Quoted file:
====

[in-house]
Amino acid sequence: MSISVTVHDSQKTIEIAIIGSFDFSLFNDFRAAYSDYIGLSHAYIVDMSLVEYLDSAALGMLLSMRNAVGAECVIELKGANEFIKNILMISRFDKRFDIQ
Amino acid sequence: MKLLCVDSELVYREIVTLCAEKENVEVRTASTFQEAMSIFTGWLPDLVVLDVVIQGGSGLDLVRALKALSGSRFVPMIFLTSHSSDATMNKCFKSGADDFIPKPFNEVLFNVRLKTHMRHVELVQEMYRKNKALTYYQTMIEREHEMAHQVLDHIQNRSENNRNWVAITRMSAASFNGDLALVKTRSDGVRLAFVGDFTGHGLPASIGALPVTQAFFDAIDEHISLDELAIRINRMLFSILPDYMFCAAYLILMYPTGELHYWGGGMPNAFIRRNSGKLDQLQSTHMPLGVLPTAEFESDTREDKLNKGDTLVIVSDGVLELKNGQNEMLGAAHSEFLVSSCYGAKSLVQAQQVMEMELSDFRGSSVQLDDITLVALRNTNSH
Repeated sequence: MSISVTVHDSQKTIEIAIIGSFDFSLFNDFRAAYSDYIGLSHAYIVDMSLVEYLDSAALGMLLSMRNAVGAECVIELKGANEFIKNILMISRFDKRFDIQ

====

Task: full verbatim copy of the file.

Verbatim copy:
[in-house]
Amino acid sequence: MSISVTVHDSQKTIEIAIIGSFDFSLFNDFRAAYSDYIGLSHAYIVDMSLVEYLDSAALGMLLSMRNAVGAECVIELKGANEFIKNILMISRFDKRFDIQ
Amino acid sequence: MKLLCVDSELVYREIVTLCAEKENVEVRTASTFQEAMSIFTGWLPDLVVLDVVIQGGSGLDLVRALKALSGSRFVPMIFLTSHSSDATMNKCFKSGADDFIPKPFNEVLFNVRLKTHMRHVELVQEMYRKNKALTYYQTMIEREHEMAHQVLDHIQNRSENNRNWVAITRMSAASFNGDLALVKTRSDGVRLAFVGDFTGHGLPASIGALPVTQAFFDAIDEHISLDELAIRINRMLFSILPDYMFCAAYLILMYPTGELHYWGGGMPNAFIRRNSGKLDQLQSTHMPLGVLPTAEFESDTREDKLNKGDTLVIVSDGVLELKNGQNEMLGAAHSEFLVSSCYGAKSLVQAQQVMEMELSDFRGSSVQLDDITLVALRNTNSH
Repeated sequence: MSISVTVHDSQKTIEIAIIGSFDFSLFNDFRAAYSDYIGLSHAYIVDMSLVEYLDSAALGMLLSMRNAVGAECVIELKGANEFIKNILMISRFDKRFDIQ